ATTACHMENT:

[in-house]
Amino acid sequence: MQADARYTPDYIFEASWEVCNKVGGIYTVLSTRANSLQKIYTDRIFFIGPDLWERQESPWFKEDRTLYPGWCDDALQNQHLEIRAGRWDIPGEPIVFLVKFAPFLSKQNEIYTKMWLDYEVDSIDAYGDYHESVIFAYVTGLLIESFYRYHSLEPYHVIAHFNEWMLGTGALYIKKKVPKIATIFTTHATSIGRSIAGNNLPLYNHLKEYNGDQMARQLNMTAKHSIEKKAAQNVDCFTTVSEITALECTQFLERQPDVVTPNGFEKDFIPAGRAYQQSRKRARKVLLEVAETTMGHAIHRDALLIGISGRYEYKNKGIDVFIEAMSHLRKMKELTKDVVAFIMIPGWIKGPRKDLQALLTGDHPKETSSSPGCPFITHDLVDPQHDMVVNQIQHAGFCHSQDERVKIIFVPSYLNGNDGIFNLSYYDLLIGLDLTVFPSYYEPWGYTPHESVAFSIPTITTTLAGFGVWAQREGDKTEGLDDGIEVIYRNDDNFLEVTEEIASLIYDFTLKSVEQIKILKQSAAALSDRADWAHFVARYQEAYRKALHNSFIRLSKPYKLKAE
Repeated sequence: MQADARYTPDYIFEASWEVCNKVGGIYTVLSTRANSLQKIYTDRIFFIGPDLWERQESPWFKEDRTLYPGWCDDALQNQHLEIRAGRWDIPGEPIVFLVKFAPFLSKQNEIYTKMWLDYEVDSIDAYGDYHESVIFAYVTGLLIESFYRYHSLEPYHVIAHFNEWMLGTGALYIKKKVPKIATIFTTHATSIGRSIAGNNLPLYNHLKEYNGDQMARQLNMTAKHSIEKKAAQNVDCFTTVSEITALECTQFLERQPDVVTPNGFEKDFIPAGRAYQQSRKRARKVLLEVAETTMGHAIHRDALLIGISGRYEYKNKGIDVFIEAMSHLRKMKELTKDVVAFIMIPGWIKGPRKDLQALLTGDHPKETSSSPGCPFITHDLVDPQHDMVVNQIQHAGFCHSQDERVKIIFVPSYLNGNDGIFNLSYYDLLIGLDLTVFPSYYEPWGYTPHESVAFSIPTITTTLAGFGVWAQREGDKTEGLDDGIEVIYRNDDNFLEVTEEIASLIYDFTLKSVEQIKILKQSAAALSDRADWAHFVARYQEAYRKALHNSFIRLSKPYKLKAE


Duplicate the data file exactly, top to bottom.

[in-house]
Amino acid sequence: MQADARYTPDYIFEASWEVCNKVGGIYTVLSTRANSLQKIYTDRIFFIGPDLWERQESPWFKEDRTLYPGWCDDALQNQHLEIRAGRWDIPGEPIVFLVKFAPFLSKQNEIYTKMWLDYEVDSIDAYGDYHESVIFAYVTGLLIESFYRYHSLEPYHVIAHFNEWMLGTGALYIKKKVPKIATIFTTHATSIGRSIAGNNLPLYNHLKEYNGDQMARQLNMTAKHSIEKKAAQNVDCFTTVSEITALECTQFLERQPDVVTPNGFEKDFIPAGRAYQQSRKRARKVLLEVAETTMGHAIHRDALLIGISGRYEYKNKGIDVFIEAMSHLRKMKELTKDVVAFIMIPGWIKGPRKDLQALLTGDHPKETSSSPGCPFITHDLVDPQHDMVVNQIQHAGFCHSQDERVKIIFVPSYLNGNDGIFNLSYYDLLIGLDLTVFPSYYEPWGYTPHESVAFSIPTITTTLAGFGVWAQREGDKTEGLDDGIEVIYRNDDNFLEVTEEIASLIYDFTLKSVEQIKILKQSAAALSDRADWAHFVARYQEAYRKALHNSFIRLSKPYKLKAE
Repeated sequence: MQADARYTPDYIFEASWEVCNKVGGIYTVLSTRANSLQKIYTDRIFFIGPDLWERQESPWFKEDRTLYPGWCDDALQNQHLEIRAGRWDIPGEPIVFLVKFAPFLSKQNEIYTKMWLDYEVDSIDAYGDYHESVIFAYVTGLLIESFYRYHSLEPYHVIAHFNEWMLGTGALYIKKKVPKIATIFTTHATSIGRSIAGNNLPLYNHLKEYNGDQMARQLNMTAKHSIEKKAAQNVDCFTTVSEITALECTQFLERQPDVVTPNGFEKDFIPAGRAYQQSRKRARKVLLEVAETTMGHAIHRDALLIGISGRYEYKNKGIDVFIEAMSHLRKMKELTKDVVAFIMIPGWIKGPRKDLQALLTGDHPKETSSSPGCPFITHDLVDPQHDMVVNQIQHAGFCHSQDERVKIIFVPSYLNGNDGIFNLSYYDLLIGLDLTVFPSYYEPWGYTPHESVAFSIPTITTTLAGFGVWAQREGDKTEGLDDGIEVIYRNDDNFLEVTEEIASLIYDFTLKSVEQIKILKQSAAALSDRADWAHFVARYQEAYRKALHNSFIRLSKPYKLKAE